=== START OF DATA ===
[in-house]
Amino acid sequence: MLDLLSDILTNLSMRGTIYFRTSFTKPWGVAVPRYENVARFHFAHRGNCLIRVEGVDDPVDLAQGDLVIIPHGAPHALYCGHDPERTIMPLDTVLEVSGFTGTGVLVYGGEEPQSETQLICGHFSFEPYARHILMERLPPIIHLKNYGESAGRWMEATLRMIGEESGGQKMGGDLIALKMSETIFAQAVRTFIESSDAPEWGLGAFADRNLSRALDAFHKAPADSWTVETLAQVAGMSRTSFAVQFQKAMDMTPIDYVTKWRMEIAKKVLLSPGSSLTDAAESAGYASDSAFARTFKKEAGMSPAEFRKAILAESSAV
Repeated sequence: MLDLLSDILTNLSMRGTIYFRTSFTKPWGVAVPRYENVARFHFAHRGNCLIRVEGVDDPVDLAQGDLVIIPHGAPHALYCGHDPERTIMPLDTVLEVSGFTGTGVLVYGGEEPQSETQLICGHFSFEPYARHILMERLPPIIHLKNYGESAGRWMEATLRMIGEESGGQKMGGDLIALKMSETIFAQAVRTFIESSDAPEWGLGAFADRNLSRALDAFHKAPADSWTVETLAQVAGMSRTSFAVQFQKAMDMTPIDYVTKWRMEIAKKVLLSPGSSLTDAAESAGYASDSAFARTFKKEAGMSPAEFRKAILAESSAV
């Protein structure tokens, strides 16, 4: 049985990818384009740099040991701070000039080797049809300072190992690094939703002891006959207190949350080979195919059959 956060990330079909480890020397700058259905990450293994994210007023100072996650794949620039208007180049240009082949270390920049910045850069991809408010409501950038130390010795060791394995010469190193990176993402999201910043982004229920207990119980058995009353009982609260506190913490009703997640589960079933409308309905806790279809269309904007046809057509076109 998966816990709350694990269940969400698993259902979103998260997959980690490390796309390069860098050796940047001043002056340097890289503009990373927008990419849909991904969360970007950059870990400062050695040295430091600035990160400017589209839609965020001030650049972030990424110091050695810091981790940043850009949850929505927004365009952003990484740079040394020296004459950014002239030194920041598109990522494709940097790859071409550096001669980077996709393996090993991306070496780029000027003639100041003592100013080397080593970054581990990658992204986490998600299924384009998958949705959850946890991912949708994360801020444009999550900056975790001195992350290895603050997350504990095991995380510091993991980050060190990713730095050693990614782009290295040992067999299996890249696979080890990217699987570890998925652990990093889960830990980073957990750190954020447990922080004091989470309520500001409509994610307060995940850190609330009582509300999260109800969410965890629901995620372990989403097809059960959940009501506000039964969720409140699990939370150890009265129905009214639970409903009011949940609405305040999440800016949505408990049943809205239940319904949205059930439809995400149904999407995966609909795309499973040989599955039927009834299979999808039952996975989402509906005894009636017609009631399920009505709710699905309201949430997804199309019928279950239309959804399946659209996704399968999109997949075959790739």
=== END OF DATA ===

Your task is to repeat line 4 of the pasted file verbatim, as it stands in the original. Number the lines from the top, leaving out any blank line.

């Protein structure tokens, strides 16, 4: 049985990818384009740099040991701070000039080797049809300072190992690094939703002891006959207190949350080979195919059959 956060990330079909480890020397700058259905990450293994994210007023100072996650794949620039208007180049240009082949270390920049910045850069991809408010409501950038130390010795060791394995010469190193990176993402999201910043982004229920207990119980058995009353009982609260506190913490009703997640589960079933409308309905806790279809269309904007046809057509076109 998966816990709350694990269940969400698993259902979103998260997959980690490390796309390069860098050796940047001043002056340097890289503009990373927008990419849909991904969360970007950059870990400062050695040295430091600035990160400017589209839609965020001030650049972030990424110091050695810091981790940043850009949850929505927004365009952003990484740079040394020296004459950014002239030194920041598109990522494709940097790859071409550096001669980077996709393996090993991306070496780029000027003639100041003592100013080397080593970054581990990658992204986490998600299924384009998958949705959850946890991912949708994360801020444009999550900056975790001195992350290895603050997350504990095991995380510091993991980050060190990713730095050693990614782009290295040992067999299996890249696979080890990217699987570890998925652990990093889960830990980073957990750190954020447990922080004091989470309520500001409509994610307060995940850190609330009582509300999260109800969410965890629901995620372990989403097809059960959940009501506000039964969720409140699990939370150890009265129905009214639970409903009011949940609405305040999440800016949505408990049943809205239940319904949205059930439809995400149904999407995966609909795309499973040989599955039927009834299979999808039952996975989402509906005894009636017609009631399920009505709710699905309201949430997804199309019928279950239309959804399946659209996704399968999109997949075959790739």